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The Director was wrong to usurp the Attorney General?s authority on July 5, 2016, and announce his conclusion that the case should be closed without prosecution. It is not the function of the Director to make such an announcement. At most, the Director should have said the FBI had completed its investigation and presented its ?ndings to federal prosecutors. The Director now defends his decision by asserting that he believed Attorney General Loretta had a con?ict. But the FBI Director is never empowered to supplant federal prosecutors and assume command of the Justice Department. There is a well-established process for other officials to step in when a con?ict requires the recusal of the Attorney General.
On July 5, however, the Director announced his own conclusions about the nation?s most sensitive criminal investigation, without the authorization of duly appointed Justice Department leaders. Compounding the error, the Director ignored another longstanding principle: we do not hold press conferences to release derogatory information about the subject of a declined criminal investigation. Derogatory information sometimes is disclosed in the course of criminal investigations and prosecutions, but we never release it gratuitously. The Director laid out his version of the facts for the news media as if it were a closing argument, but without a trial. It is a textbook example of what federal prosecutors and agents are taught not to do.[b/]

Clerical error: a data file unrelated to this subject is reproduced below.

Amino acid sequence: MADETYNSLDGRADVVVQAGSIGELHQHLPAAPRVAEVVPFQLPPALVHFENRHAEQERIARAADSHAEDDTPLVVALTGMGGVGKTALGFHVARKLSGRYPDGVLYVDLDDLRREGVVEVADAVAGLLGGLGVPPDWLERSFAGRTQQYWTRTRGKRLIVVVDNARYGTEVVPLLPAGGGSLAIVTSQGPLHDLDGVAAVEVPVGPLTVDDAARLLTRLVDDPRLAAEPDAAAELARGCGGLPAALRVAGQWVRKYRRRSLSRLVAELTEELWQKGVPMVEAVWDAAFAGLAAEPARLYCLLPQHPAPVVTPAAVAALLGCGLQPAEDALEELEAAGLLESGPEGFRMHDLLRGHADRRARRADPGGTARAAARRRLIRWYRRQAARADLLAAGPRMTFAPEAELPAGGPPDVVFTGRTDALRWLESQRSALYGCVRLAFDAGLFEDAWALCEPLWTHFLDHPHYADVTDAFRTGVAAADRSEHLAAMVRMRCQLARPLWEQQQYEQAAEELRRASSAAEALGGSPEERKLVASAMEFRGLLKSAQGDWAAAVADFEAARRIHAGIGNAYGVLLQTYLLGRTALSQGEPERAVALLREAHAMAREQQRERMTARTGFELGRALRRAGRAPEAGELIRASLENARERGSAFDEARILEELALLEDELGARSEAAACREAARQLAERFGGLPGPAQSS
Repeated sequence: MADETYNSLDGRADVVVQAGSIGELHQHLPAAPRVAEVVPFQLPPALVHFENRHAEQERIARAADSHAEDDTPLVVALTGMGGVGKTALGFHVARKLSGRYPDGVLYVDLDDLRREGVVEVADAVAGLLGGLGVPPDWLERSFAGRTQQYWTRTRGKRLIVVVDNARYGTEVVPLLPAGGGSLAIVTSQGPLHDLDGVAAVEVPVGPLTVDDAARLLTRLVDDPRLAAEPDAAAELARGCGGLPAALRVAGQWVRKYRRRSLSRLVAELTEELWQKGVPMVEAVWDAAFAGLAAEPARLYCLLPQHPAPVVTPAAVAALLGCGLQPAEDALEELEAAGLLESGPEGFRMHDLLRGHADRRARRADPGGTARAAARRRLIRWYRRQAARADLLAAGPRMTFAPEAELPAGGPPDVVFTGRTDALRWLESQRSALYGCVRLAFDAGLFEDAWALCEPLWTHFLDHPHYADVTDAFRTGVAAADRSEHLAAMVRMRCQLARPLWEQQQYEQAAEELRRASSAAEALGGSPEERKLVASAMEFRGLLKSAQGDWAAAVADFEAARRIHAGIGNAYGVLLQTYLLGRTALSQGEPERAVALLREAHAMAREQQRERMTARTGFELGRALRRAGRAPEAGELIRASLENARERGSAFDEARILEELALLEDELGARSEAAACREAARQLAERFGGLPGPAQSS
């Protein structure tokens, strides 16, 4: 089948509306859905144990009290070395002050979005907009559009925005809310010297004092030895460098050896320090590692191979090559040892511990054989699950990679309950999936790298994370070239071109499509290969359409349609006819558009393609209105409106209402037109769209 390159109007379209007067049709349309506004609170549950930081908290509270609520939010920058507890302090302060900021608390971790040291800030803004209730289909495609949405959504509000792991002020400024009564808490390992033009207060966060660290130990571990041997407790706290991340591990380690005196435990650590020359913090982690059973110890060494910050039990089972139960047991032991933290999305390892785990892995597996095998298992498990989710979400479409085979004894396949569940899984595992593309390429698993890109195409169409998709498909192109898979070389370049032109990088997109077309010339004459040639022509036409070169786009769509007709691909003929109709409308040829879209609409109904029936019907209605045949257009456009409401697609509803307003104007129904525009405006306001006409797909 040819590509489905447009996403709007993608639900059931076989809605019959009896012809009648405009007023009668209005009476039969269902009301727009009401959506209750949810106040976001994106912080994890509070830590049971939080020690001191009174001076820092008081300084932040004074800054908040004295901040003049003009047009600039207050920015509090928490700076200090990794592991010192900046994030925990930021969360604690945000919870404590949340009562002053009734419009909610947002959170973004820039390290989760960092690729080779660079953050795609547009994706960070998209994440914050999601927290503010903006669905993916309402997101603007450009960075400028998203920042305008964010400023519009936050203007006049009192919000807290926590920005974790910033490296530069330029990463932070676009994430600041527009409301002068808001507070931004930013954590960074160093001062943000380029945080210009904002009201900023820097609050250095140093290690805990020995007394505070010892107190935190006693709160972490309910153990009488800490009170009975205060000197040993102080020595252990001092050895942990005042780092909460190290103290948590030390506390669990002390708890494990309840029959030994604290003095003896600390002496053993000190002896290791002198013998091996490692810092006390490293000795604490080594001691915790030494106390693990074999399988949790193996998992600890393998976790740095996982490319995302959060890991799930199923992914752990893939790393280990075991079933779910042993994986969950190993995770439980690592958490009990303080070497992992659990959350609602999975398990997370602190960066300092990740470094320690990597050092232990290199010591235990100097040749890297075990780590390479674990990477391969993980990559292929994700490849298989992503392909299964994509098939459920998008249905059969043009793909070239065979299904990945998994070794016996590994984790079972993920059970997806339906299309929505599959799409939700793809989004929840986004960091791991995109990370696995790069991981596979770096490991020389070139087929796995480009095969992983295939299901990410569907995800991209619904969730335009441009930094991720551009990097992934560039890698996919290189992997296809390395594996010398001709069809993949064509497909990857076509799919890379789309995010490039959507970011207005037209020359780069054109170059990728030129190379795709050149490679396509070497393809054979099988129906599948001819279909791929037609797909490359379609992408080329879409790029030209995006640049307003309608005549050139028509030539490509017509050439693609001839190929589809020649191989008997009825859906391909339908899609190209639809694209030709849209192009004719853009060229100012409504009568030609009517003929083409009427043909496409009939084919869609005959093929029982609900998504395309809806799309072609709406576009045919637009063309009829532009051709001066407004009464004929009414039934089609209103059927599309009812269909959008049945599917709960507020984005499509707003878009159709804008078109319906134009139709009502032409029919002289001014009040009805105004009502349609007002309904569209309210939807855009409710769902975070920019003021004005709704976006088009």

originally posted by: nerbot
Perhaps many of you have been fooled and while you're so concerned about this sacking, something is sneaking under the radar.
Who's the next director?